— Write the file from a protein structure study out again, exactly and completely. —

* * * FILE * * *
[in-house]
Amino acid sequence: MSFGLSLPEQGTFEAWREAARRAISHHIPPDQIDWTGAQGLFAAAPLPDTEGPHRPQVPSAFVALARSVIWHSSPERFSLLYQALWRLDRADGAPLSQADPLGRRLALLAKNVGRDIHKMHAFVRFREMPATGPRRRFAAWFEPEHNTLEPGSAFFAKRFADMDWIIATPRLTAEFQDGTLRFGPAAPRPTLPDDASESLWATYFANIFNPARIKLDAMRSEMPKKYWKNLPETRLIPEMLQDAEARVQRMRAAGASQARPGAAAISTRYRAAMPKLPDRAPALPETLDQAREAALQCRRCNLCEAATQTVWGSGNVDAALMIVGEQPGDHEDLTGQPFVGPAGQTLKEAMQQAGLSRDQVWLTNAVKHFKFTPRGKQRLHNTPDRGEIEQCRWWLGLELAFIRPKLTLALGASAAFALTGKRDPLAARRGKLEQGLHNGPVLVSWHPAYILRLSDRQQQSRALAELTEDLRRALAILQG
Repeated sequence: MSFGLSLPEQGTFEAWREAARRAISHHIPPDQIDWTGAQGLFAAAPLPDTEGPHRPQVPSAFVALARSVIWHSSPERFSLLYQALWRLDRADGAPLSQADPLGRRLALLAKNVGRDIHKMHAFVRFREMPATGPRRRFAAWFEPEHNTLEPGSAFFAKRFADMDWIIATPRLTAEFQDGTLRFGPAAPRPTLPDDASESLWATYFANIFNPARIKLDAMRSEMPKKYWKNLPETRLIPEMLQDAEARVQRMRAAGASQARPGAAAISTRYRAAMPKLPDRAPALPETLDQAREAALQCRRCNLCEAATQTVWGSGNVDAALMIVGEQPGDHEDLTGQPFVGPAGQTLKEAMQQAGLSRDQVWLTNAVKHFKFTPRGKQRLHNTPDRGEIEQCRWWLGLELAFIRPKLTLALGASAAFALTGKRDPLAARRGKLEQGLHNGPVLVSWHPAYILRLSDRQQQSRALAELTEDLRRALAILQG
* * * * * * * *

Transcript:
[in-house]
Amino acid sequence: MSFGLSLPEQGTFEAWREAARRAISHHIPPDQIDWTGAQGLFAAAPLPDTEGPHRPQVPSAFVALARSVIWHSSPERFSLLYQALWRLDRADGAPLSQADPLGRRLALLAKNVGRDIHKMHAFVRFREMPATGPRRRFAAWFEPEHNTLEPGSAFFAKRFADMDWIIATPRLTAEFQDGTLRFGPAAPRPTLPDDASESLWATYFANIFNPARIKLDAMRSEMPKKYWKNLPETRLIPEMLQDAEARVQRMRAAGASQARPGAAAISTRYRAAMPKLPDRAPALPETLDQAREAALQCRRCNLCEAATQTVWGSGNVDAALMIVGEQPGDHEDLTGQPFVGPAGQTLKEAMQQAGLSRDQVWLTNAVKHFKFTPRGKQRLHNTPDRGEIEQCRWWLGLELAFIRPKLTLALGASAAFALTGKRDPLAARRGKLEQGLHNGPVLVSWHPAYILRLSDRQQQSRALAELTEDLRRALAILQG
Repeated sequence: MSFGLSLPEQGTFEAWREAARRAISHHIPPDQIDWTGAQGLFAAAPLPDTEGPHRPQVPSAFVALARSVIWHSSPERFSLLYQALWRLDRADGAPLSQADPLGRRLALLAKNVGRDIHKMHAFVRFREMPATGPRRRFAAWFEPEHNTLEPGSAFFAKRFADMDWIIATPRLTAEFQDGTLRFGPAAPRPTLPDDASESLWATYFANIFNPARIKLDAMRSEMPKKYWKNLPETRLIPEMLQDAEARVQRMRAAGASQARPGAAAISTRYRAAMPKLPDRAPALPETLDQAREAALQCRRCNLCEAATQTVWGSGNVDAALMIVGEQPGDHEDLTGQPFVGPAGQTLKEAMQQAGLSRDQVWLTNAVKHFKFTPRGKQRLHNTPDRGEIEQCRWWLGLELAFIRPKLTLALGASAAFALTGKRDPLAARRGKLEQGLHNGPVLVSWHPAYILRLSDRQQQSRALAELTEDLRRALAILQG